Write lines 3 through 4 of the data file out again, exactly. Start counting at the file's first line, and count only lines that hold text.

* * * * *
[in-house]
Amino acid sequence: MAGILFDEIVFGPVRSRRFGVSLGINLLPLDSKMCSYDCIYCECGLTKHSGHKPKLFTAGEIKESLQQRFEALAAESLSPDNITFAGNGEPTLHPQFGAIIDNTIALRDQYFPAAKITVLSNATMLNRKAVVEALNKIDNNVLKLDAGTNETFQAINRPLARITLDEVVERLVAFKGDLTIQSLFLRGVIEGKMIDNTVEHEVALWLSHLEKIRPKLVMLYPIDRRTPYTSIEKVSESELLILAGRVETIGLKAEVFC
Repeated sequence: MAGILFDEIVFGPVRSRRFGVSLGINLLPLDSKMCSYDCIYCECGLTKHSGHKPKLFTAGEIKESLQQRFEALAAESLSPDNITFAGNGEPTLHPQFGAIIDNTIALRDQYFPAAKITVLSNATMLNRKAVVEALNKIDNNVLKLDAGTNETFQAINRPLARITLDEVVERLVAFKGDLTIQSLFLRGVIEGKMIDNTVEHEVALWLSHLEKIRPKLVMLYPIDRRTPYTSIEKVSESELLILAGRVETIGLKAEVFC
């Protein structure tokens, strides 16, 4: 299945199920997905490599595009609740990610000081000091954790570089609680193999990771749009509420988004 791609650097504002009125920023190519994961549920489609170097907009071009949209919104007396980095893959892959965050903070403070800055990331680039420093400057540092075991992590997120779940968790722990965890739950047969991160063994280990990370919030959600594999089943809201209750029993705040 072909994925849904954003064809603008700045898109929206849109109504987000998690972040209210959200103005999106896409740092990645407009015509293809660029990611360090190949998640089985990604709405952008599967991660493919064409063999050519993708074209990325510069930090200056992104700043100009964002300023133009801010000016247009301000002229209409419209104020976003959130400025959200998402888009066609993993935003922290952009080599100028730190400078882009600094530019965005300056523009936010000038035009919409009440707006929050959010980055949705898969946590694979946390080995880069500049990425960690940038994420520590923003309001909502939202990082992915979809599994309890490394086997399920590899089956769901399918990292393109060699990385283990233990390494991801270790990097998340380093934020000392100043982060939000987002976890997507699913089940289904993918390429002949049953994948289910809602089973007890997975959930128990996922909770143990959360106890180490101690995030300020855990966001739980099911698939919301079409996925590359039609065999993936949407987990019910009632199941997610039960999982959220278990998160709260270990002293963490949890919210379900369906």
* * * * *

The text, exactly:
Repeated sequence: MAGILFDEIVFGPVRSRRFGVSLGINLLPLDSKMCSYDCIYCECGLTKHSGHKPKLFTAGEIKESLQQRFEALAAESLSPDNITFAGNGEPTLHPQFGAIIDNTIALRDQYFPAAKITVLSNATMLNRKAVVEALNKIDNNVLKLDAGTNETFQAINRPLARITLDEVVERLVAFKGDLTIQSLFLRGVIEGKMIDNTVEHEVALWLSHLEKIRPKLVMLYPIDRRTPYTSIEKVSESELLILAGRVETIGLKAEVFC
């Protein structure tokens, strides 16, 4: 299945199920997905490599595009609740990610000081000091954790570089609680193999990771749009509420988004 791609650097504002009125920023190519994961549920489609170097907009071009949209919104007396980095893959892959965050903070403070800055990331680039420093400057540092075991992590997120779940968790722990965890739950047969991160063994280990990370919030959600594999089943809201209750029993705040 072909994925849904954003064809603008700045898109929206849109109504987000998690972040209210959200103005999106896409740092990645407009015509293809660029990611360090190949998640089985990604709405952008599967991660493919064409063999050519993708074209990325510069930090200056992104700043100009964002300023133009801010000016247009301000002229209409419209104020976003959130400025959200998402888009066609993993935003922290952009080599100028730190400078882009600094530019965005300056523009936010000038035009919409009440707006929050959010980055949705898969946590694979946390080995880069500049990425960690940038994420520590923003309001909502939202990082992915979809599994309890490394086997399920590899089956769901399918990292393109060699990385283990233990390494991801270790990097998340380093934020000392100043982060939000987002976890997507699913089940289904993918390429002949049953994948289910809602089973007890997975959930128990996922909770143990959360106890180490101690995030300020855990966001739980099911698939919301079409996925590359039609065999993936949407987990019910009632199941997610039960999982959220278990998160709260270990002293963490949890919210379900369906």